(photo credit: Pierre Obendrauf, Gazette)
posted by Rocket
Those of us at the Canadiens' practise today in Brossard were treated to a unique moment. While reporters spend their time challenging members of hockey teams, there is rarely an opportunity for players and coaches to send messages back. When it happens, it usually ends badly. Think Rangers coach John Tortorella with New York Post scribe Larry Brooks.
Close to the end of the practise, Carey Price skated towards Andrei Markov near center ice and gave him a big bear hug. Price then glanced up to the media gallery with a grin. Message sent, and done so brilliantly.
Yesterday, on the Team 990, morning host Tony Marinaro reported a "scoop" that after the Canadiens game with the St. Louis Blues which the Habs lost in overtime, Markov said to Price, "If you're not going to play with heart, we don't need you, go home."
Marinaro also reported that players joined in on each side. Tony then spent the rest of the show talking about a divided dressing room, players not being able to work with each other, and inferring all sorts of ramifications of such an incident.
As I posted yesterday on Twitter and at The Montreal Forum, I don't doubt that parts of this story are true. For that matter, the quote may even be close to accurate. What bothers me was the spin being trumpeted by Marinaro.
If words were exchanged between Markov and Price, so be it. It is something that happens all the time in professional sports, especially following a tough loss. The reality is that the players probably forgot about it soon after. Other players joining in the argument or trying to calm things should not be interpreted as players lining up behind one player or the other.
If the quote is true, it is somewhat odd that Markov would have questioned Price on the night he was willing to drop the gloves with Blues tough guy Cam Janssen. Also keep in mind, the Markov could have been upset at himself when he had the opportunity to score in overtime. And in calm reflection, Markov probably would recognize that. But this was a heat of the moment. A snapshot. Yet Marinaro chose to promote it as a divisive event.
Imagine yourself at work, at home or socializing. Are there any snapshot moments that, taken out of context, could be misinterpreted if examined by one self-interested media personality along with a group of enthusiastic but not always logical sports fans?
I also think that Marinaro knew exactly what he was doing. I have never seen the amount of irrational hatred for a franchise player as there has been in Montreal towards Price. Marinaro knew the attention he would get personally by lighting the match to an already volatile situation.
Trying to be the news rather than reporting it is irresponsible and unprofessional in my opinion. We already have far too many examples of that in Montreal and it is very disappointing to see Marinaro join their ranks.
I don't expect that Marinaro would reveal his "solid source" but if it was Georges Laraque as some have alleged, does that taint our opinion of the information? Laraque was dumped by the team the day after this supposed incident. And we can't deny that Laraque is more interested in off-ice drama than his job on the ice. In that case, is it any more than a case of sour grapes?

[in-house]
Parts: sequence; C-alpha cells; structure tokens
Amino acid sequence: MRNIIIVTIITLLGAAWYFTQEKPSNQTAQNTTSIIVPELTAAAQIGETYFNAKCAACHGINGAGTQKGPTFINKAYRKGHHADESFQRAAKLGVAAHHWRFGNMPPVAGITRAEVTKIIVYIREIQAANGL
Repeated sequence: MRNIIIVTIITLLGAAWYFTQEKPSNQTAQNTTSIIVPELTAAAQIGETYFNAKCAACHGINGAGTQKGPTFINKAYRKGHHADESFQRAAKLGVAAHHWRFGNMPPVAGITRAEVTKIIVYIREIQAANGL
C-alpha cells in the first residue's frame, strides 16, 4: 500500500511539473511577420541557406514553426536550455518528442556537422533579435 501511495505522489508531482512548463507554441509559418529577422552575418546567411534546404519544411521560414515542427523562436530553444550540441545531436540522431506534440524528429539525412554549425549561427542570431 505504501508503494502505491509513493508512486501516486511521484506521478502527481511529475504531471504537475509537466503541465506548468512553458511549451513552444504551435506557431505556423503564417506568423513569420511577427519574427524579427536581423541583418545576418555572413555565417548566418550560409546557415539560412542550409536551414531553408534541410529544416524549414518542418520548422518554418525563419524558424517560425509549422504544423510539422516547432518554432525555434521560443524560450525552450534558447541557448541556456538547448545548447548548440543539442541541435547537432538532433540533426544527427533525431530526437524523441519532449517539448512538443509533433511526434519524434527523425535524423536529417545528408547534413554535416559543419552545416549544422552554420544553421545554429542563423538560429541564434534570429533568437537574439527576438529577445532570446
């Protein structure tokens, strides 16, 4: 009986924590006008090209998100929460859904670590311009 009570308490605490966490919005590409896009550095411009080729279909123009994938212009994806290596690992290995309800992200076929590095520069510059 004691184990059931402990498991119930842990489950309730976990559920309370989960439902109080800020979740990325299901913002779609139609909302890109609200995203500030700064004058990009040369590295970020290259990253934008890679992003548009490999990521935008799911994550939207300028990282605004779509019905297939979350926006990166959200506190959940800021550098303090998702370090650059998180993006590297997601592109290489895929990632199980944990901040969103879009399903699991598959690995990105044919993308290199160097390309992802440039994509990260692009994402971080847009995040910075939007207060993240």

Marinaro's Team 990 colleague, Mitch Melnyk, reported that Tony's source was someone outside the Canadiens locker room. "The fact that it leaked out (not by anybody in the Habs dressing room) is terribly unfortunate."
Laraque is no longer in the Habs dressing room but would have been there the night of the incident. There are other possibilities.
If we speculate a little, and this is only speculation, can we imagine a scenario where Jaroslav Halak's agent Allan Walsh provided information to Tony about this incident? Does Walsh fit Melnyk's description? Is there any history to go on? In the past, has Walsh ever tried to ignite a story that was intended to trash Price, and advance his client? Hmmm.
During the reporting of his 'scoop', there was something else that Marinaro said that really bothered me. He claimed that players may be treated more favorably in the media if they were a source of information. Marinaro said it as if it was a well known reality. That may be Marinaro's way of doing business but I don't buy it as a universal practise.
So, continuing with our earlier example, if Alan Walsh is one of Tony's sources (and I'm not saying that he is) then Halak would receive favorable press. So when I hear certain media praise one player and criticize another, am I left to wonder if it is only because the player has or hasn't provided information? I believe that Marinaro has just skewered his own credibility without realizing it.
After the practise today, the media were anxious to get reactions from the players. For his part, Markov wasn't playing along.
"If you're looking for bad story," said Markov, "you find the wrong guy. Sorry."
Markov continued, "You're supposed to help us right now because we have a tough time right now. But anything happen in the room is going to be stay in the room."
When asked about the embrace from Price, Markov said "We are family. We love each other. We're going to have lunch together after that."
And so it goes. Besides someone's personal ambitions, this was much ado about nothing.
(photo credit: Pierre Obendrauf, Gazette)